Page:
When everybody comes, you better be prepared.
Last week, we put on our third webinar in the Beyond Pages series. Incorporating feedback from the previous two, we had some new optimizations. Thanks to that feedback, we were able to register three times the attendees of our previous webinars. The whole office was excited about the turnout, and got caught up patting ourselves on the back – and rightfully so. It turned out to be a great week at Inigral HQ.
On the day of the webinar, I got into the office earlier than usual to make sure everything would run smoothly from a logistical standpoint. All systems were go.
Then suddenly, in my TweetDeck dashboard appeared a tweet from one of our friends Ed Cabellon, saying “Help! I can’t get in online to the webinar” My heart leapt in my chest, trying to figure out what the issue was in order to solve it. Before I could even say “social media,” another tweet came that said that we had a cap of attendees that locked him out of the webinar.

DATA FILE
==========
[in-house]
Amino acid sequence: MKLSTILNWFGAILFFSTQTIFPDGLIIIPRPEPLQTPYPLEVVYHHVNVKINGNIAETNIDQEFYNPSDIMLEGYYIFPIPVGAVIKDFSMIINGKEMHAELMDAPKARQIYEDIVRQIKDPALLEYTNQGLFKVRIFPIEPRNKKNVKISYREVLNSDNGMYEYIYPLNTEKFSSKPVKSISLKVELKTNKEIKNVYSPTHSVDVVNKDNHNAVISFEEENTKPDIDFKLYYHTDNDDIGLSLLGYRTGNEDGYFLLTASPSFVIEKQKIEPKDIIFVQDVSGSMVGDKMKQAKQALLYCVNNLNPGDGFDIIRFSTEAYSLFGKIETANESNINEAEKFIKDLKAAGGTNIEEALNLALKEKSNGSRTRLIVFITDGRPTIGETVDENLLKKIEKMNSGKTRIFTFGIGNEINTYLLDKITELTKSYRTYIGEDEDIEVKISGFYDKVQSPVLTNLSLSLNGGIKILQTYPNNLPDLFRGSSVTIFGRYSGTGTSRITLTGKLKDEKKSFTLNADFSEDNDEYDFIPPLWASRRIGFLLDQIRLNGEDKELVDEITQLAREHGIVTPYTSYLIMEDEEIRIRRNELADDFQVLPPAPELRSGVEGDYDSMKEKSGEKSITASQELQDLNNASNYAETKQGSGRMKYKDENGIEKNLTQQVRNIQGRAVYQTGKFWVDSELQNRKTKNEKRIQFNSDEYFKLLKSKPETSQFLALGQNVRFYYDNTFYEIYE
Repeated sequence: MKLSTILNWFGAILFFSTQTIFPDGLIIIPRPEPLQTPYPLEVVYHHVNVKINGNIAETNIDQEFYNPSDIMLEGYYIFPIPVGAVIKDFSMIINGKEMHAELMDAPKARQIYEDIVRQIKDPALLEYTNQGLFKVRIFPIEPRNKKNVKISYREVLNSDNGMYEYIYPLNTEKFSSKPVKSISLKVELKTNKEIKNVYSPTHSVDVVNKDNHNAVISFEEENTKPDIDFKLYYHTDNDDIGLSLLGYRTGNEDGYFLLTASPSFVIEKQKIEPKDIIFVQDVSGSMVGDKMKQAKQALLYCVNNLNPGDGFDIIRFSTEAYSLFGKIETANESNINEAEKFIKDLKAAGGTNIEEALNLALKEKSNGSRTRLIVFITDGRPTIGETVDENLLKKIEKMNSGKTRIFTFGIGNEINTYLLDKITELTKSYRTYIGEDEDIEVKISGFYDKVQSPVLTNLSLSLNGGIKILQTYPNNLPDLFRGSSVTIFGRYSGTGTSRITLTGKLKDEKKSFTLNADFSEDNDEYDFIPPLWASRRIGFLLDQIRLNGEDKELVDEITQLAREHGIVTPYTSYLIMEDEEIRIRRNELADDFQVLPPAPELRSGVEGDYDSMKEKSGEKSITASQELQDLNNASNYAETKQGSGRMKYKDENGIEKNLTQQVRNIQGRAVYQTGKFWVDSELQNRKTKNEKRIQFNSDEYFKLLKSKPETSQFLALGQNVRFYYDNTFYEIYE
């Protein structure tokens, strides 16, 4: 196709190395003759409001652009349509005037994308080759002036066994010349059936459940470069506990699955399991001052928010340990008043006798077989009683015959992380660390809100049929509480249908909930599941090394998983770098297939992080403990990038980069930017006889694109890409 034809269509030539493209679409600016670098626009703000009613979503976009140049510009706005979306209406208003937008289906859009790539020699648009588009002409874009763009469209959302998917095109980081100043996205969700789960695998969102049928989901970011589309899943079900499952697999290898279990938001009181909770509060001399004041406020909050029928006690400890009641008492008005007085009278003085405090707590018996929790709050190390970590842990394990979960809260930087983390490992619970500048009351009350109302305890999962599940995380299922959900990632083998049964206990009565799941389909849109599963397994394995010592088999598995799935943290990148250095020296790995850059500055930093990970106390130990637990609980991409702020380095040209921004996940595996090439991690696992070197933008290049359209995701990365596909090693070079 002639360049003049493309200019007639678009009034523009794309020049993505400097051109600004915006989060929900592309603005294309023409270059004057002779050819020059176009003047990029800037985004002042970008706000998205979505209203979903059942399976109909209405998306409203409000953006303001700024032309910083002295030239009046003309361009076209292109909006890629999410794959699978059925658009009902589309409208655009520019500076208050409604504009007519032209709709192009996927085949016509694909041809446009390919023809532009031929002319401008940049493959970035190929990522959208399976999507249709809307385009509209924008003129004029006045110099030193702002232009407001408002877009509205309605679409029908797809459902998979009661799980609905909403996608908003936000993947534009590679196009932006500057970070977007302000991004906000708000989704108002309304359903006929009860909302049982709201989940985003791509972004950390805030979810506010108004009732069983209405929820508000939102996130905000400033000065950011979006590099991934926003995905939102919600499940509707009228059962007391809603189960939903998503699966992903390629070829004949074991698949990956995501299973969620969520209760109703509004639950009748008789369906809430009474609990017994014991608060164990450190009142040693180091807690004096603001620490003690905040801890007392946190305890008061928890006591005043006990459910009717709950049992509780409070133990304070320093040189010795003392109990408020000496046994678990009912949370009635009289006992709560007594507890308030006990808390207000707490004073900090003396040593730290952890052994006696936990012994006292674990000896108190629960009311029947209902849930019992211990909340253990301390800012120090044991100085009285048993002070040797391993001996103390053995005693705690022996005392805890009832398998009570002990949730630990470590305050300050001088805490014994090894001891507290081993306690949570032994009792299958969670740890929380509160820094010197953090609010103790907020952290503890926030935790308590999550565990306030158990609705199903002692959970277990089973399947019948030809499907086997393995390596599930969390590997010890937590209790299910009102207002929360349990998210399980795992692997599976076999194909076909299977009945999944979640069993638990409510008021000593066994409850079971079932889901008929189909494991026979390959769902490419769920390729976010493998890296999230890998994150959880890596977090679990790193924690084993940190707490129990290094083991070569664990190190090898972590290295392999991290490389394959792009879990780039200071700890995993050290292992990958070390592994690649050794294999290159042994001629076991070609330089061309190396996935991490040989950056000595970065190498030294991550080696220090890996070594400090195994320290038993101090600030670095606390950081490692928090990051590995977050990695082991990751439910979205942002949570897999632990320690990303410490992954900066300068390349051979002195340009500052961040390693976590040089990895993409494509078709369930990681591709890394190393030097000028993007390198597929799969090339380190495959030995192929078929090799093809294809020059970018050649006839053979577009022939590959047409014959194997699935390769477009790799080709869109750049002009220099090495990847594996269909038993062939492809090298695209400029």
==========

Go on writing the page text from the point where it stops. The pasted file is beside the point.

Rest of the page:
(Play moment of plot twist for the worse music here.)
The takeaways from this fiasco are: we learned it’s too early to celebrate before you follow through, and that achieving your marketing goal is not just gaining a sizable audience but whether or not you develop relationships when you have one. It’s all great when you get to say “Here comes everybody!” But this was an instance where we weren’t prepared for everyone to come, even though we thought we were.
Theoretically, it’s a good problem to have. You know, too much buzz means we’re doing something right. But it all comes down to what we did with what we got, so the ignorance excuse just doesn’t cut it. And in this case, we need to do way better.
Only about 120 higher ed folks were affected, and we’ve already taken steps to remedy the situation. But we thought it would be of value to our Marketing audience to be reminded of this “social media fact of life,” as your audience ranges anywhere from 10 to 100 times the size of ours. When promoting events, focus on execution.
But forget excuses. Coulda, shoulda, yada yada. We learned and modified, and we care about all those that didn’t get to participate.